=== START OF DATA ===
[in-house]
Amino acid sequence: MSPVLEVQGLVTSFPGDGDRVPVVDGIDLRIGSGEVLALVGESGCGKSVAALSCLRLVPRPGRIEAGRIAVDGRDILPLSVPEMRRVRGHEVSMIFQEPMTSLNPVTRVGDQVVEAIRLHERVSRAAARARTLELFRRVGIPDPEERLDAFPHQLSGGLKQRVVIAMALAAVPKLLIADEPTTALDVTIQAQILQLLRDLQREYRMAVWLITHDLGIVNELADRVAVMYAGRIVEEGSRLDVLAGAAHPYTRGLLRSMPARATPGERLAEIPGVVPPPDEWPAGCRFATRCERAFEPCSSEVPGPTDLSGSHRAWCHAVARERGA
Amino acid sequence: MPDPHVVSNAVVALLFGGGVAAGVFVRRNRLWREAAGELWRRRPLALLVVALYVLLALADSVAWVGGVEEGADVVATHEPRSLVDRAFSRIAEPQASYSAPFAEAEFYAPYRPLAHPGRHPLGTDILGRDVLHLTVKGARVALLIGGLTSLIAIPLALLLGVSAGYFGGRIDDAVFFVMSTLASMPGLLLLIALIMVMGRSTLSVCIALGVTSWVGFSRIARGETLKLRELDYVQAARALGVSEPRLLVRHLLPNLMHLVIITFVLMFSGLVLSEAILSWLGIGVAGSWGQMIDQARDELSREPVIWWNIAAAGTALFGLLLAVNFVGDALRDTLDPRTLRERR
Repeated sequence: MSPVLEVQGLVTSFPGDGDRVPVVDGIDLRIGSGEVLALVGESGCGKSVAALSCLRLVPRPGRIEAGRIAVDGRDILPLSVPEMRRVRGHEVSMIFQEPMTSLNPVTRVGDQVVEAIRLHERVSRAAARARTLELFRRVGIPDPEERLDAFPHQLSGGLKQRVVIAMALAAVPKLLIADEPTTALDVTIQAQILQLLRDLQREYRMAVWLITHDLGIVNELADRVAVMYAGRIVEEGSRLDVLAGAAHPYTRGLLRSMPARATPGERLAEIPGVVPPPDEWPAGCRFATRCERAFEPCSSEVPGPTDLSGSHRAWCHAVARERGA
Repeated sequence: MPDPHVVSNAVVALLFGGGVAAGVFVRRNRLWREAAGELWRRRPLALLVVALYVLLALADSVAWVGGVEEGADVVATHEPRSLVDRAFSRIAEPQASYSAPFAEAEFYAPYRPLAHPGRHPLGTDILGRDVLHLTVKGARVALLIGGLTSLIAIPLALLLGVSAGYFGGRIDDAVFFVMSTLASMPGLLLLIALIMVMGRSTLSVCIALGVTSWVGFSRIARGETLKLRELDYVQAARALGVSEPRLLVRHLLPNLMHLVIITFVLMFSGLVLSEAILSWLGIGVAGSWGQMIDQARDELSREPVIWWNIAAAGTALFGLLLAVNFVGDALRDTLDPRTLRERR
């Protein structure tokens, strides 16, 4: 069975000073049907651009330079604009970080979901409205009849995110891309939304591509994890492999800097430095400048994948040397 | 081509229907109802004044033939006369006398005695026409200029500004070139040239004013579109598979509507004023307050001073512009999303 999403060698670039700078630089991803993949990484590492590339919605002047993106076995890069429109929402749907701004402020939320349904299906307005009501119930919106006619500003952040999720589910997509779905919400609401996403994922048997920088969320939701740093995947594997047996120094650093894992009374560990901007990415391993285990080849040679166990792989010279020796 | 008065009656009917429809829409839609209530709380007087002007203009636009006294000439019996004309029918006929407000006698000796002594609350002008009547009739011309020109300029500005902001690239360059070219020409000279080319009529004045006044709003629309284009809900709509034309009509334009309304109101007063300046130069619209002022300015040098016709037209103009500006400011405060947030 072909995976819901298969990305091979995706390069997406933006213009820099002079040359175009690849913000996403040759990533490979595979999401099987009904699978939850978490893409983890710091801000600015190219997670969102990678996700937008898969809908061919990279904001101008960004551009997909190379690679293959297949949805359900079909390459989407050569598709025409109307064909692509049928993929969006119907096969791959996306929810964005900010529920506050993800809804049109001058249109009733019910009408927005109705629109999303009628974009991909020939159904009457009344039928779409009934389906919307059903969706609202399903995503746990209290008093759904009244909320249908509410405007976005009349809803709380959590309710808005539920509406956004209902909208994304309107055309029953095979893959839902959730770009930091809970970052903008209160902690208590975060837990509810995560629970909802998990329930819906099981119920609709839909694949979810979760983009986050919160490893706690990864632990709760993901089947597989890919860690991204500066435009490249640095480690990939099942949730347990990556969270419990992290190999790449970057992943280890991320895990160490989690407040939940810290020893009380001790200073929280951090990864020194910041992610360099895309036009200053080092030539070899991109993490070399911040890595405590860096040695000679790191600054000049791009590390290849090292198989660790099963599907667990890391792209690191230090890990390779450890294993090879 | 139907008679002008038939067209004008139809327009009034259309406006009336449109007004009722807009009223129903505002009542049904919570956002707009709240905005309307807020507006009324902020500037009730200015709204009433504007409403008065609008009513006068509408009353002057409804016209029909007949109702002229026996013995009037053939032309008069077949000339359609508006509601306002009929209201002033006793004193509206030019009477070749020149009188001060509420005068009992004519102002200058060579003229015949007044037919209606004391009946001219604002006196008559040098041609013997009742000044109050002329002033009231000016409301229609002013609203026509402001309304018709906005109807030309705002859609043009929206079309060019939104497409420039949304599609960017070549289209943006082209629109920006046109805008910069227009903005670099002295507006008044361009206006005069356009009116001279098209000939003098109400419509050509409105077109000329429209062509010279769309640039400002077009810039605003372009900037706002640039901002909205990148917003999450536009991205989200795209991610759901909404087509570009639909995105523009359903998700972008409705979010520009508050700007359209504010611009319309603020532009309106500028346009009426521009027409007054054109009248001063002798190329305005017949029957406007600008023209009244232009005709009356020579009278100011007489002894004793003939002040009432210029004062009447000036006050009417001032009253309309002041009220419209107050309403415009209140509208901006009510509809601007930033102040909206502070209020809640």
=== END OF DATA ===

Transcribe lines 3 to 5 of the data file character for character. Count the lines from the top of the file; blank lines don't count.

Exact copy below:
Amino acid sequence: MPDPHVVSNAVVALLFGGGVAAGVFVRRNRLWREAAGELWRRRPLALLVVALYVLLALADSVAWVGGVEEGADVVATHEPRSLVDRAFSRIAEPQASYSAPFAEAEFYAPYRPLAHPGRHPLGTDILGRDVLHLTVKGARVALLIGGLTSLIAIPLALLLGVSAGYFGGRIDDAVFFVMSTLASMPGLLLLIALIMVMGRSTLSVCIALGVTSWVGFSRIARGETLKLRELDYVQAARALGVSEPRLLVRHLLPNLMHLVIITFVLMFSGLVLSEAILSWLGIGVAGSWGQMIDQARDELSREPVIWWNIAAAGTALFGLLLAVNFVGDALRDTLDPRTLRERR
Repeated sequence: MSPVLEVQGLVTSFPGDGDRVPVVDGIDLRIGSGEVLALVGESGCGKSVAALSCLRLVPRPGRIEAGRIAVDGRDILPLSVPEMRRVRGHEVSMIFQEPMTSLNPVTRVGDQVVEAIRLHERVSRAAARARTLELFRRVGIPDPEERLDAFPHQLSGGLKQRVVIAMALAAVPKLLIADEPTTALDVTIQAQILQLLRDLQREYRMAVWLITHDLGIVNELADRVAVMYAGRIVEEGSRLDVLAGAAHPYTRGLLRSMPARATPGERLAEIPGVVPPPDEWPAGCRFATRCERAFEPCSSEVPGPTDLSGSHRAWCHAVARERGA
Repeated sequence: MPDPHVVSNAVVALLFGGGVAAGVFVRRNRLWREAAGELWRRRPLALLVVALYVLLALADSVAWVGGVEEGADVVATHEPRSLVDRAFSRIAEPQASYSAPFAEAEFYAPYRPLAHPGRHPLGTDILGRDVLHLTVKGARVALLIGGLTSLIAIPLALLLGVSAGYFGGRIDDAVFFVMSTLASMPGLLLLIALIMVMGRSTLSVCIALGVTSWVGFSRIARGETLKLRELDYVQAARALGVSEPRLLVRHLLPNLMHLVIITFVLMFSGLVLSEAILSWLGIGVAGSWGQMIDQARDELSREPVIWWNIAAAGTALFGLLLAVNFVGDALRDTLDPRTLRERR